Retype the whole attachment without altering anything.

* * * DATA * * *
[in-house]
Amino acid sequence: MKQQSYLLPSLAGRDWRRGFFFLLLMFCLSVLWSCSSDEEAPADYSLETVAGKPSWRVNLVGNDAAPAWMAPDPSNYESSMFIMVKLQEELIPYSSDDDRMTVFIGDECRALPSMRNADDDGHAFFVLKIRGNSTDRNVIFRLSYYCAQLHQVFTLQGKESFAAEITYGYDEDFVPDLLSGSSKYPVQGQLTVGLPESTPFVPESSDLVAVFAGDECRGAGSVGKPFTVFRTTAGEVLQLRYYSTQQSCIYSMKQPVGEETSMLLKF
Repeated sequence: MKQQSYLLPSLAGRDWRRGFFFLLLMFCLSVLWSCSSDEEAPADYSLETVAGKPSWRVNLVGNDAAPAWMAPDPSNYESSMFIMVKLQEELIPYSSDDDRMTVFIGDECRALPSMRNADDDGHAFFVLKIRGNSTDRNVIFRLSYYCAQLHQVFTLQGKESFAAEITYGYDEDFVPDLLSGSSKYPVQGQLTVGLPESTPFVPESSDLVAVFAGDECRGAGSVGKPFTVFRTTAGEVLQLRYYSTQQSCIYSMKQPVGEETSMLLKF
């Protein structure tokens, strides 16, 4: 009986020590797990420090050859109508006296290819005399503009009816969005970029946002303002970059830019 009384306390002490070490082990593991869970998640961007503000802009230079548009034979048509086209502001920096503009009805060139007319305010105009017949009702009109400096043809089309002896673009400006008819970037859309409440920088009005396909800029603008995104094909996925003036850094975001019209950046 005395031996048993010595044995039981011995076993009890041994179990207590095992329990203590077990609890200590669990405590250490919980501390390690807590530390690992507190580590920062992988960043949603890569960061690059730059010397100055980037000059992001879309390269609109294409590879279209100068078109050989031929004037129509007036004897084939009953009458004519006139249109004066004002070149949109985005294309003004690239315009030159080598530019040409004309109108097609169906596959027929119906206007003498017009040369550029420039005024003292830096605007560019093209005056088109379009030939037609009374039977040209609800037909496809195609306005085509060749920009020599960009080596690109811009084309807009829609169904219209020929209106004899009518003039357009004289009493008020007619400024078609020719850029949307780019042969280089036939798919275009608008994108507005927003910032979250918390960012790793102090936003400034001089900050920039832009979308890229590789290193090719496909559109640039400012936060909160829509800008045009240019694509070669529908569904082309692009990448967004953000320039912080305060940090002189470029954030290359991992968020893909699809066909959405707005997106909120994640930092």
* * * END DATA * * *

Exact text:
[in-house]
Amino acid sequence: MKQQSYLLPSLAGRDWRRGFFFLLLMFCLSVLWSCSSDEEAPADYSLETVAGKPSWRVNLVGNDAAPAWMAPDPSNYESSMFIMVKLQEELIPYSSDDDRMTVFIGDECRALPSMRNADDDGHAFFVLKIRGNSTDRNVIFRLSYYCAQLHQVFTLQGKESFAAEITYGYDEDFVPDLLSGSSKYPVQGQLTVGLPESTPFVPESSDLVAVFAGDECRGAGSVGKPFTVFRTTAGEVLQLRYYSTQQSCIYSMKQPVGEETSMLLKF
Repeated sequence: MKQQSYLLPSLAGRDWRRGFFFLLLMFCLSVLWSCSSDEEAPADYSLETVAGKPSWRVNLVGNDAAPAWMAPDPSNYESSMFIMVKLQEELIPYSSDDDRMTVFIGDECRALPSMRNADDDGHAFFVLKIRGNSTDRNVIFRLSYYCAQLHQVFTLQGKESFAAEITYGYDEDFVPDLLSGSSKYPVQGQLTVGLPESTPFVPESSDLVAVFAGDECRGAGSVGKPFTVFRTTAGEVLQLRYYSTQQSCIYSMKQPVGEETSMLLKF
């Protein structure tokens, strides 16, 4: 009986020590797990420090050859109508006296290819005399503009009816969005970029946002303002970059830019 009384306390002490070490082990593991869970998640961007503000802009230079548009034979048509086209502001920096503009009805060139007319305010105009017949009702009109400096043809089309002896673009400006008819970037859309409440920088009005396909800029603008995104094909996925003036850094975001019209950046 005395031996048993010595044995039981011995076993009890041994179990207590095992329990203590077990609890200590669990405590250490919980501390390690807590530390690992507190580590920062992988960043949603890569960061690059730059010397100055980037000059992001879309390269609109294409590879279209100068078109050989031929004037129509007036004897084939009953009458004519006139249109004066004002070149949109985005294309003004690239315009030159080598530019040409004309109108097609169906596959027929119906206007003498017009040369550029420039005024003292830096605007560019093209005056088109379009030939037609009374039977040209609800037909496809195609306005085509060749920009020599960009080596690109811009084309807009829609169904219209020929209106004899009518003039357009004289009493008020007619400024078609020719850029949307780019042969280089036939798919275009608008994108507005927003910032979250918390960012790793102090936003400034001089900050920039832009979308890229590789290193090719496909559109640039400012936060909160829509800008045009240019694509070669529908569904082309692009990448967004953000320039912080305060940090002189470029954030290359991992968020893909699809066909959405707005997106909120994640930092």